It was one of the biggest games of Tyler Randell’s junior hockey career. Strangely, though, it was also a game he spent watch from the stands. He was sitting out, serving the last of a 10-game suspension, while his Kitchener Rangers were fighting for their playoff lives against the Plymouth Whalers.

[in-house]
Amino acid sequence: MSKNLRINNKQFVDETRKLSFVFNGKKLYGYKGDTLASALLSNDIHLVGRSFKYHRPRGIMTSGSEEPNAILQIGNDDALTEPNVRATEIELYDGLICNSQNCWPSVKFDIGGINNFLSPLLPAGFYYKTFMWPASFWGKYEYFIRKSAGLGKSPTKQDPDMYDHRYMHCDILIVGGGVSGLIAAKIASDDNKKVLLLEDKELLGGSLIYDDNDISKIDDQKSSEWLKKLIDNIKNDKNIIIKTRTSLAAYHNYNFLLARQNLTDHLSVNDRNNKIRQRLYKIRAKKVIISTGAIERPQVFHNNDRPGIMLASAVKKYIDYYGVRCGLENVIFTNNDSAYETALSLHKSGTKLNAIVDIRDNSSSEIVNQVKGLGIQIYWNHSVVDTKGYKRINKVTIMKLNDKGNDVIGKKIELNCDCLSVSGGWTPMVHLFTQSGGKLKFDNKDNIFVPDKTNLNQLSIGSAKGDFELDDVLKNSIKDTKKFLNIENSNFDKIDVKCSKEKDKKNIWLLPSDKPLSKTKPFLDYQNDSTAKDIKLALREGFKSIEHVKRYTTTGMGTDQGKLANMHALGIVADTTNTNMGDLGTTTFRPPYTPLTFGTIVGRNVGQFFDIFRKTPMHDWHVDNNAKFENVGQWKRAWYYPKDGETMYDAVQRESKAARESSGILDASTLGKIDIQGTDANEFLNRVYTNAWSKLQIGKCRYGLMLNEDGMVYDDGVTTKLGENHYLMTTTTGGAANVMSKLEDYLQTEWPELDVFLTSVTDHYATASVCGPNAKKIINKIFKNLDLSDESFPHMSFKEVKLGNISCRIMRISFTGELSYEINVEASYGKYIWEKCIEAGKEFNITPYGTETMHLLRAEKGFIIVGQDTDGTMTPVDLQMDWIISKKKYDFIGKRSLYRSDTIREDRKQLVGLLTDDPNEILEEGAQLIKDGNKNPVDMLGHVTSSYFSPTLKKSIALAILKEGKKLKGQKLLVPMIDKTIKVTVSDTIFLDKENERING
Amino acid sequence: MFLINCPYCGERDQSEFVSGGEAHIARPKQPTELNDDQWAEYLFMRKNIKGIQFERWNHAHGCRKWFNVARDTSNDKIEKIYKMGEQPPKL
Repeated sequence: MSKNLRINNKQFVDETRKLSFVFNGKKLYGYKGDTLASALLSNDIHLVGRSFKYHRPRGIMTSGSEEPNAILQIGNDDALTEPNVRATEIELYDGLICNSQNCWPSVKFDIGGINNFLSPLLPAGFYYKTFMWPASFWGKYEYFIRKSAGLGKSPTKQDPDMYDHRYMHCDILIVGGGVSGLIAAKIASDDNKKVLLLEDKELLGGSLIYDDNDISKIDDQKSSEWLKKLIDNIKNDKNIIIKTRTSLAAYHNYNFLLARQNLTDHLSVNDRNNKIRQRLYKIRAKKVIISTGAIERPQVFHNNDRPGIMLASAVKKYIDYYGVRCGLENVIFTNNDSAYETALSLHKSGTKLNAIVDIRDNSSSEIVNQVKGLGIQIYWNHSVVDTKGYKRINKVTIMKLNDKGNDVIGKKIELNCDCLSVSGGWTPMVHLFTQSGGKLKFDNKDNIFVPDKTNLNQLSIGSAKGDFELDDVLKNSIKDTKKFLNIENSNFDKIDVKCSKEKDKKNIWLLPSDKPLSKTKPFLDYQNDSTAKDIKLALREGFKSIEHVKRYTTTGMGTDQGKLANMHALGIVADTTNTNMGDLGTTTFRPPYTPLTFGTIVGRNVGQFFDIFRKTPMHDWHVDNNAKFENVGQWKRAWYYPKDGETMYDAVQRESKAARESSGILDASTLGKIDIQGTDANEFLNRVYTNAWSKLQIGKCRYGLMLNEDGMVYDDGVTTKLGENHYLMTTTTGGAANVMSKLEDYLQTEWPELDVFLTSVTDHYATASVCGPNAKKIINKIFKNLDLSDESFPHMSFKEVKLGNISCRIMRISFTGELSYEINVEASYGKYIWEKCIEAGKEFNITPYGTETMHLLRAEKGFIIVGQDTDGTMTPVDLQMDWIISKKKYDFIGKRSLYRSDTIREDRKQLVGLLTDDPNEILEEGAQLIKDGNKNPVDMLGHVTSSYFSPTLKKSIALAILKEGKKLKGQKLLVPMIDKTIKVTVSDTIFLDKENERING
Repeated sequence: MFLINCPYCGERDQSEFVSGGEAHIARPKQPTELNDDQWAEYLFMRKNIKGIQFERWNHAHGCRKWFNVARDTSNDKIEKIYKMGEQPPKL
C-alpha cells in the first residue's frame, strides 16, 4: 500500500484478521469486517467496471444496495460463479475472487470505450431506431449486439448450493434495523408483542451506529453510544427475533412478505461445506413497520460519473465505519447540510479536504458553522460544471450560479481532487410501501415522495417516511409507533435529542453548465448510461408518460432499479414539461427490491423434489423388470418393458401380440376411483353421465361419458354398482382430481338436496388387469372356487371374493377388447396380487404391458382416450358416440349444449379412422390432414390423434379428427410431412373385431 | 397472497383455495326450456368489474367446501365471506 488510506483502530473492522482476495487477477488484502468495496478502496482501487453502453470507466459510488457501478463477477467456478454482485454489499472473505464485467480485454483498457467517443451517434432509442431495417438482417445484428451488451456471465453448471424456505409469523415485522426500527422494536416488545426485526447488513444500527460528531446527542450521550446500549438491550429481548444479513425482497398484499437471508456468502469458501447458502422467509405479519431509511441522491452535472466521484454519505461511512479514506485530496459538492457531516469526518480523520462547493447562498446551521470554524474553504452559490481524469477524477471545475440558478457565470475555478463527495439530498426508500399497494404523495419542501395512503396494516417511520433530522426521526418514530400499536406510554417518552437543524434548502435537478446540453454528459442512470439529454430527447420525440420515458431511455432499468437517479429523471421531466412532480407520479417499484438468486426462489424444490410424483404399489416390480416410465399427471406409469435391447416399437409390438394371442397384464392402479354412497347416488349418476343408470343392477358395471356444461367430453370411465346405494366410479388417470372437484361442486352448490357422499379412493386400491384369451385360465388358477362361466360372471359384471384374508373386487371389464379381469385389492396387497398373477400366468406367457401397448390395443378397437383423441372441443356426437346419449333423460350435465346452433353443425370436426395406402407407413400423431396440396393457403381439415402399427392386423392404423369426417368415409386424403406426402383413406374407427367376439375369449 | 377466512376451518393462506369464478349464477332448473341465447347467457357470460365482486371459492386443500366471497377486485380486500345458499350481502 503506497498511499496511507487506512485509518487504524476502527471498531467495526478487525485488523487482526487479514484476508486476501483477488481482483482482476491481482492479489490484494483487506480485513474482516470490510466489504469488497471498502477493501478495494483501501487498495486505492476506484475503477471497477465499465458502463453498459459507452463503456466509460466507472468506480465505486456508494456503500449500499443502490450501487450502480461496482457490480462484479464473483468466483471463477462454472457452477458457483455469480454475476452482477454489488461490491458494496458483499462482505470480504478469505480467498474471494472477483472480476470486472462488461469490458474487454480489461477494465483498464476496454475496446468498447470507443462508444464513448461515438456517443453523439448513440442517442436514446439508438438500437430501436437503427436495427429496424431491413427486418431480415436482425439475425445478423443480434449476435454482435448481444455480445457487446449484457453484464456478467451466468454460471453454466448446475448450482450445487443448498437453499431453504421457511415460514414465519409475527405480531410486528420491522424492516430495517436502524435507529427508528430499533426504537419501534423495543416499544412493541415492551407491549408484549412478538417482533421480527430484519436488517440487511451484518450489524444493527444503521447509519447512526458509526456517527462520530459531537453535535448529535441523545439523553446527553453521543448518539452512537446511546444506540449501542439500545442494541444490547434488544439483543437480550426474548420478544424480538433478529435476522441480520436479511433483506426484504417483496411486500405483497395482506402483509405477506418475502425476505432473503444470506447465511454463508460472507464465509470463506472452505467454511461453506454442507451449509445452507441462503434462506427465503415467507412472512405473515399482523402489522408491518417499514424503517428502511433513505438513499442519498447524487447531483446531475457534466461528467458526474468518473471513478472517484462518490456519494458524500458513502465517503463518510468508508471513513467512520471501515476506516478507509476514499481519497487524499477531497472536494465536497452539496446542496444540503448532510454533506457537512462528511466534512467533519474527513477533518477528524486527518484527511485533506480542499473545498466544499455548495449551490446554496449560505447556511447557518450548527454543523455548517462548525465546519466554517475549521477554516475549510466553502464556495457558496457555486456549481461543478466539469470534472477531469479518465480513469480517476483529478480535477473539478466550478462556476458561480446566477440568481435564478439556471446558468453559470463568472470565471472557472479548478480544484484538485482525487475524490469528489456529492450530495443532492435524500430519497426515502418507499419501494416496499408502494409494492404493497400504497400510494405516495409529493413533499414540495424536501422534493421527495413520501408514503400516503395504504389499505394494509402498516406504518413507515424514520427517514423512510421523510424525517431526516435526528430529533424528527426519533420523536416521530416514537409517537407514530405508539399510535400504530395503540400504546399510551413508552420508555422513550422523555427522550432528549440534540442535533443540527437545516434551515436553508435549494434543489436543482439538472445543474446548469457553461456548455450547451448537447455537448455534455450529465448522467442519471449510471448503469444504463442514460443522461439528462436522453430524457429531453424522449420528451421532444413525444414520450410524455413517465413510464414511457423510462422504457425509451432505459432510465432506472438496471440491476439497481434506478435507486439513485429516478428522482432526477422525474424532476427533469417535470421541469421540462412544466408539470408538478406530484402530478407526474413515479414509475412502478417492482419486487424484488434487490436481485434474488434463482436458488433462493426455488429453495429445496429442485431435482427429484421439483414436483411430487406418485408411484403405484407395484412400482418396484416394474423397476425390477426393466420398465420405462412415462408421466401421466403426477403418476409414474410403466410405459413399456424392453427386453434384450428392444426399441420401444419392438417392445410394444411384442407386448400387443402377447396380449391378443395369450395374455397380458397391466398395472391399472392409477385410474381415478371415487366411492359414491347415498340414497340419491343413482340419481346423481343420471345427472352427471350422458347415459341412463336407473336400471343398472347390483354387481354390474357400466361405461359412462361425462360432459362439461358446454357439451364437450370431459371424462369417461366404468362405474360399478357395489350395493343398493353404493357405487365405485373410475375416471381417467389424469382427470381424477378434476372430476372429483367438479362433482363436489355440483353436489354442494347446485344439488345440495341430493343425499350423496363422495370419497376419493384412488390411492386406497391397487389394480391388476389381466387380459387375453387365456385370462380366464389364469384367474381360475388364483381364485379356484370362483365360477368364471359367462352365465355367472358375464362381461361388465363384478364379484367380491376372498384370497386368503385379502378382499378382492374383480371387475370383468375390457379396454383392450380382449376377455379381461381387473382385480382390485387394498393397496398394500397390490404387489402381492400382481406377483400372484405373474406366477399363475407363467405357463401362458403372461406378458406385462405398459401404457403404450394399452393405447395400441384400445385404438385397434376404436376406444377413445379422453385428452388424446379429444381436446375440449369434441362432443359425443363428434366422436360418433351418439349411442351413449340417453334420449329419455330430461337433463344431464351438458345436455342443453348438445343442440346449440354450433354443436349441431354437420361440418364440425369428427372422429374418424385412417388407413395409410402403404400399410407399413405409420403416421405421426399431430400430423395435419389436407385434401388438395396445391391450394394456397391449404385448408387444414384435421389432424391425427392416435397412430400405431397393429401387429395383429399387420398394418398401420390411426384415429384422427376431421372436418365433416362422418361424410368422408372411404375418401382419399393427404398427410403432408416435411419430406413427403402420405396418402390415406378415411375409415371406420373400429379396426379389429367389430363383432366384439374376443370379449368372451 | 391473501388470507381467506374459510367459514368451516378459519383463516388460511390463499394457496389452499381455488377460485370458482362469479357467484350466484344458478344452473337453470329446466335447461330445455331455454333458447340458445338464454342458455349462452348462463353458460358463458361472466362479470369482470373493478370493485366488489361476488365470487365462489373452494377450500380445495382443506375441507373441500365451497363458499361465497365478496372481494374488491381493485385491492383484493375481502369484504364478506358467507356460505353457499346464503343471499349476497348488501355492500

As an overager, a loss in Sunday night’s Game 6 would have meant the end of his time in the OHL.“It was huge knowing that this was the end if we didn’t win,” said Randell. “The guys gave it everything and pulled (the victory) off and I owe them everything."He said despite his nerves, he had faith his teammates would fight to extend both their season and the final days of his career. And they did. “It was definitely hard sitting up there (in the stands) knowing that we could be facing elimination and not being able to do anything about it,” said the 20-year-old from before Game 7 in Plymouth, Mich. “It’s definitely amazing to get to put on the uniform again and give everything you have to move on.”Back in the lineup, Randell gave everything he had and then some, scoring four goals to almost single-handedly lift the Kitchener Rangers over Plymouth to advance to the Western Conference final against the London Knights. Randell had been suspended 10 games for a hit to the head of Owen Sound Attack forward Arturs Gavrus in Game 1 of their first-round matchup. Despite his lengthy absence, Randell has already scored six goals in two playoff games. It’s added offence that the Rangers didn’t expect they’d have this season since the 6-foot-1, 197-pound forward started the year in the American Hockey League with the Providence Bruins – the farm affiliate of the NHL’s Boston Bruins who drafted him in the sixth-round in 2009. “It was great because we didn’t have to give up any assets to get something that our team was lacking and that was a power forward,” said Kitchener Rangers head coach and general manager Steve Spott. “Peter Chiarelli and the Boston Bruins were kind enough to send Tyler back to help fill that void.”Randell was sent back to the Rangers two days before the OHL’s January trade deadline, meaning that Spott had to move overager Julian Melchiori to the Oshawa Generals to make room for the winger’s return. In his 17 regular-season games with Kitchener, Randell scored nine goals and added one assist. In the playoffs however – as limited as his time has been - Randell has certainly proved to be the spark the Rangers have been looking for, not only on the ice but in the dressing room as well. “He brings a real physical dimension to (our team),” said Spott. “He’s obviously a big strong kid that has a very underrated skill set as we saw (Tuesday) night what he can do in the playoffs.”The victory over Plymouth was a definite surprise since many OHL observers had pegged the Whalers to move through to the next round and potentially represent the Western Conference in the league final. Still, the Rangers should not be taken lightly. Their back end is lead by NHL first-round pick Ryan Murphy (Carolina Hurricanes) along with stalwarts Cody Sol, Max Iafrate and Ben Fanelli – who has improved by leaps and bounds in the postseason. Goaltender John Gibson has also come on strong in the playoffs, coming up with big saves and dropping his goals-against average to 2.17 and boosting his save percentage to .948.Up front the Rangers have leading scorers Tobias Rieder (10 goals, 13 assists) and captain Michael Catenacci (six goals, 17 assists). Forward Radek Faksa, a highly-touted prospect for the 2012 NHL draft, is also an offensive threat who returned to the Rangers for Game 3 of the Whalers series after suffering a head injury in the first-round against Owen Sound. However, if the Rangers are to pull off the same kind of upset against the top-ranked Knights, they’re going to need some secondary scoring.“These are the types of series that the players like the Tyler Randells and Ben Thomsons are critical and we’re going to need those guys to be great if we’re going to be successful in this series (against London),” said Spott. The Rangers won’t have much time to soak up their Game 7 victory over Plymouth, since Game 1 of the Western Conference final begins on Thursday in London. “At this time of year your maintenance days are so important but at the same time these kids are so fit, they understand the rigours of playing at this level,” said Spott. “For me as a coach, you’d always like to have that extra day, but that the kids are going to be chomping at the bit to get going.“We’ll be prepared to play (Thursday) night.”